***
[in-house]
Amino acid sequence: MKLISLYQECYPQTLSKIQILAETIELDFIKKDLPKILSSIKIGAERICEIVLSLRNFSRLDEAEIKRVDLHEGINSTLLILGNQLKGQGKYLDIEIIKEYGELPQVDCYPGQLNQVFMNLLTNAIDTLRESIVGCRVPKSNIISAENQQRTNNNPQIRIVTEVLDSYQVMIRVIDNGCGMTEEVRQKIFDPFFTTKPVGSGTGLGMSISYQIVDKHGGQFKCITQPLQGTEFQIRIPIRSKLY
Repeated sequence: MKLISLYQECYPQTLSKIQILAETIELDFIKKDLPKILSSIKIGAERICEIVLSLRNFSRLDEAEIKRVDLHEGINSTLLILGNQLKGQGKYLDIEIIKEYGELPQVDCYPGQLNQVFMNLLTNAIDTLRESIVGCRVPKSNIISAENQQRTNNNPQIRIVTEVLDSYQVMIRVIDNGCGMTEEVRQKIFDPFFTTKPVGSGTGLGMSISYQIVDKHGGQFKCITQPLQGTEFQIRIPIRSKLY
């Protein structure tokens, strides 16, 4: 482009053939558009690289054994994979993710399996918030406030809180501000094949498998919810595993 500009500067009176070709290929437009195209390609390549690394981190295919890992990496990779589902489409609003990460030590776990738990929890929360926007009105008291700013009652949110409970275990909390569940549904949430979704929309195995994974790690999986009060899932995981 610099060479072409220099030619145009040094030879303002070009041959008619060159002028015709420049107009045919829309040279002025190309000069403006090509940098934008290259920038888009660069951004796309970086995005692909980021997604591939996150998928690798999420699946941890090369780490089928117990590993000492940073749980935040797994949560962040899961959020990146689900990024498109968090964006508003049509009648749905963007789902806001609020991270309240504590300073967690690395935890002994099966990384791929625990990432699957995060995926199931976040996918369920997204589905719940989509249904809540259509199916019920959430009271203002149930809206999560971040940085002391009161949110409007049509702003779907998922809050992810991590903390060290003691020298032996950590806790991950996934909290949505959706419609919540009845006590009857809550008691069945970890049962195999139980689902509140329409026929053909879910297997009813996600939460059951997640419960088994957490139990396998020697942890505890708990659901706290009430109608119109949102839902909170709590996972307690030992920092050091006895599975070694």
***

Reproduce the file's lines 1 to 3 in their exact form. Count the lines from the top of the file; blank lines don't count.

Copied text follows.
[in-house]
Amino acid sequence: MKLISLYQECYPQTLSKIQILAETIELDFIKKDLPKILSSIKIGAERICEIVLSLRNFSRLDEAEIKRVDLHEGINSTLLILGNQLKGQGKYLDIEIIKEYGELPQVDCYPGQLNQVFMNLLTNAIDTLRESIVGCRVPKSNIISAENQQRTNNNPQIRIVTEVLDSYQVMIRVIDNGCGMTEEVRQKIFDPFFTTKPVGSGTGLGMSISYQIVDKHGGQFKCITQPLQGTEFQIRIPIRSKLY
Repeated sequence: MKLISLYQECYPQTLSKIQILAETIELDFIKKDLPKILSSIKIGAERICEIVLSLRNFSRLDEAEIKRVDLHEGINSTLLILGNQLKGQGKYLDIEIIKEYGELPQVDCYPGQLNQVFMNLLTNAIDTLRESIVGCRVPKSNIISAENQQRTNNNPQIRIVTEVLDSYQVMIRVIDNGCGMTEEVRQKIFDPFFTTKPVGSGTGLGMSISYQIVDKHGGQFKCITQPLQGTEFQIRIPIRSKLY